I have been a nervous wreck right before my grandmother passed away. Maybe it was a spiritual connection getting severed, maybe it was the stress of hearing how things are deteriorating and being unable to do anything. Maybe it is being hormonal after the birth of my daughter. The newborn is named after my grandfather. Maybe it is feeling that by naming my daughter after my grandmother's husband I unleashed the memory train. He will not be forgotten; he will live on, so she can go.

With five kids, I have a new worry. It might sound delusional, but in not such distant past, not every child made it to adulthood. Many did not live to have offspring. When you have one or two children, you have the luxury of assuming that this is it; the odds have been beaten, the statistics are in your favor. We in the west believe in 100% baby, 100% of the time. With five kids, the statistical odds of everything being just dandy change. It is plain impossible that nobody will end up in an accident, or be perfect, or just simply be OK. Somebody will have a problem, Somebody will get hurt.

These are not pleasant thoughts. These are not the thoughts that I want to focus on. Yet now, helplessly sitting miles away from a funeral that has to happen because everyone's time to die comes sooner or later, I am flooded with this feeling of time marching on, and life unfolding.

May we know no suffering.

May we experience only simchas (joyous events).

May my grandmother's neshama have an aliyah.

Sunday, May 10, 2015


Today is Mother's Day.

Today my husband is on two calls: one during the day and another overnight.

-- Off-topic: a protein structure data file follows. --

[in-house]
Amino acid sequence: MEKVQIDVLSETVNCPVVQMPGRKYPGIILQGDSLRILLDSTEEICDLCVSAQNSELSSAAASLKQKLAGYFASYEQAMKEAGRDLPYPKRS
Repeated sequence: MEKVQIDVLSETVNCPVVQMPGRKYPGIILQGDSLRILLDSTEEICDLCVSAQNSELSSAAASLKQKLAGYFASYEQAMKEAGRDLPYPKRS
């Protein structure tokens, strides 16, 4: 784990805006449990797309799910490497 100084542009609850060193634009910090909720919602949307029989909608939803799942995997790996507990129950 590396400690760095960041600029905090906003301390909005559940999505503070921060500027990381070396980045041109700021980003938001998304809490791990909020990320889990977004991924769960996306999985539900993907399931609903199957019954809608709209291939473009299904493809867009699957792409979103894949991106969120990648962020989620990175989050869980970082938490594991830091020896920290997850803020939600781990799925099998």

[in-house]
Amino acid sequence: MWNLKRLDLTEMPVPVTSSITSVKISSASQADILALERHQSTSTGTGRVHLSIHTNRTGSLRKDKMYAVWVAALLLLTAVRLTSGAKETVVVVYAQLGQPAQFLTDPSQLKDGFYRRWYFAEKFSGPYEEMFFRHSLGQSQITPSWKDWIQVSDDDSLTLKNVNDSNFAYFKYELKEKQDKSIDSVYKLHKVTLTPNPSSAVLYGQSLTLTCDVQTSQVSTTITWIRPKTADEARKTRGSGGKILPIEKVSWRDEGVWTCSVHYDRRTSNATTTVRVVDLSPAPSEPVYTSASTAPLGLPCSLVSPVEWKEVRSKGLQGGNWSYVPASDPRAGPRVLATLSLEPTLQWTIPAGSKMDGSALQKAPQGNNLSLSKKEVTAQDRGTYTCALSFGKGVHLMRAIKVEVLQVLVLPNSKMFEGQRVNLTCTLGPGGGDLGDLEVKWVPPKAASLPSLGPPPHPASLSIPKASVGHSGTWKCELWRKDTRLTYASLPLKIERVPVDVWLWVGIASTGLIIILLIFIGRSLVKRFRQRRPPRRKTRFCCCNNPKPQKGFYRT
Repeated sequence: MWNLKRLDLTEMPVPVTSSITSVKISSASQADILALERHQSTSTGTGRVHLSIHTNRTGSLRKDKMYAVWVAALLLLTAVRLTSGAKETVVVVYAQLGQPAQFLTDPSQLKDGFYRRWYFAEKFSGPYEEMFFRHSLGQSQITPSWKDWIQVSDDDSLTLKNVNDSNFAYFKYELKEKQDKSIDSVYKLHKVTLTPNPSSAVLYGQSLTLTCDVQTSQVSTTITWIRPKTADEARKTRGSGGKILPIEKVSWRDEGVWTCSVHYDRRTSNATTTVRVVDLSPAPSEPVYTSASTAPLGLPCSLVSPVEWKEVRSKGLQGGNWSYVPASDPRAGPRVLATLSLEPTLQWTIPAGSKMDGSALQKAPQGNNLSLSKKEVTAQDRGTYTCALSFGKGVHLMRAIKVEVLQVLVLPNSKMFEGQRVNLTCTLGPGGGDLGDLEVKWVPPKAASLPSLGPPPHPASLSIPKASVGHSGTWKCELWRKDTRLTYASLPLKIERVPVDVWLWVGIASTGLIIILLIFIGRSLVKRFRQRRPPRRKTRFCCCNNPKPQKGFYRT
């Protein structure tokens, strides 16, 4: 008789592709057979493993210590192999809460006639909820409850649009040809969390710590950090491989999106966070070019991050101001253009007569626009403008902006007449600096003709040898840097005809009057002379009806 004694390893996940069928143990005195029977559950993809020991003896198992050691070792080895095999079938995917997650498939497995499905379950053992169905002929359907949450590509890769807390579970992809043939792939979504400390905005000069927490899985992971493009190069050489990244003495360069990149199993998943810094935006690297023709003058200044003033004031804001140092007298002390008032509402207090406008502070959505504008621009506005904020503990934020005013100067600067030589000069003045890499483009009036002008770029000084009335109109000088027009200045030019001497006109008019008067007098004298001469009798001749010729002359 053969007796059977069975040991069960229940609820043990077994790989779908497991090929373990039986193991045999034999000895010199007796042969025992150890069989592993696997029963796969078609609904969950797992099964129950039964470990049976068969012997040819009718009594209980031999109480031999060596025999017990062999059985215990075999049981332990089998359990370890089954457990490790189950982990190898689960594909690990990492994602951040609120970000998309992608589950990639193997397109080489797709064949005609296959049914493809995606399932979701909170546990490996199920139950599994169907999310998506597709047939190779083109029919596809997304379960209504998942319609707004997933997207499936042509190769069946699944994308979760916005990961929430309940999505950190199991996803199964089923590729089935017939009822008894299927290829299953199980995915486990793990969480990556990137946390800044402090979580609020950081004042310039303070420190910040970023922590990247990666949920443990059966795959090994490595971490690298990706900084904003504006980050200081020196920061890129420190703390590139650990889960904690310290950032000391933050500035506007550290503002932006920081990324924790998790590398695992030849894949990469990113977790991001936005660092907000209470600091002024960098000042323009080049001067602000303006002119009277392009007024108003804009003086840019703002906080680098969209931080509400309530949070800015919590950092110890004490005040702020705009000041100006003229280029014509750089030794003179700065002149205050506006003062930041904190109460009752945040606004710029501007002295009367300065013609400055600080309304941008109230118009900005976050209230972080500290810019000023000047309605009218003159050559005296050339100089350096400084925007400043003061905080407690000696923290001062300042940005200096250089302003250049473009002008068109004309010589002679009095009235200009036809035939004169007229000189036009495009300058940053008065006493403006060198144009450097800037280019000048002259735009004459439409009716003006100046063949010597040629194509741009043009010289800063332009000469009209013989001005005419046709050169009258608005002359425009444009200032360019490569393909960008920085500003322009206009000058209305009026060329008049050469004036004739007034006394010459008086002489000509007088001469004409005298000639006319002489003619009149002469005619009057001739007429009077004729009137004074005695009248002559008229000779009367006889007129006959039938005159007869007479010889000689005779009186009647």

No, we did not celebrate with breakfast in bed. Yes, he got the baby changed and dressed so I could finish my breakfast at the kitchen table.

No, I did not get a bouquet of flowers. Yes, I got a bunch of weeds hand-picked by my daughter.

No, I did not get picture-perfect brunch. Yes, I got cupcakes made from scratch by 9 yo. I also complained on Friday how I'm falling on my face and chocolate would be a nice pick-me-up. My hubby pulled out a box of Godiva truffles. He anticipated what I would have liked, but he decided not to wait till Sunday to hand them over.

On Shabbos, he was also on call, and there was no childcare in our shul. My husband took three older kids to shul with him. 2 yo was in pieces about being left behind. I kept telling him how we will go to shul later, once the baby wakes up. We walked, while I pushed the stroller with the carseat. 2 yo stopped to examine every rock, every flower, every leaf, every bird. The walk that normally takes twenty minutes took us an hour. I was starting to get impatient, but I bit my tongue. This is his exploration opportunity. How often do we take walks at the pace of a 2 year old? How often do we literally smell every single rose bush? How often do we pause to acknowledge the ants? I was patient with him, especially since he walked and did not complain that his stroller is occupied by the baby.

(I was not so patient once we rounded the corner to the shul only to be greeted by my exiting family. We missed everything, and now we had to turn around and head back home. I left 2 yo in care of my husband and rushed back, trying to get home before the baby would wake up).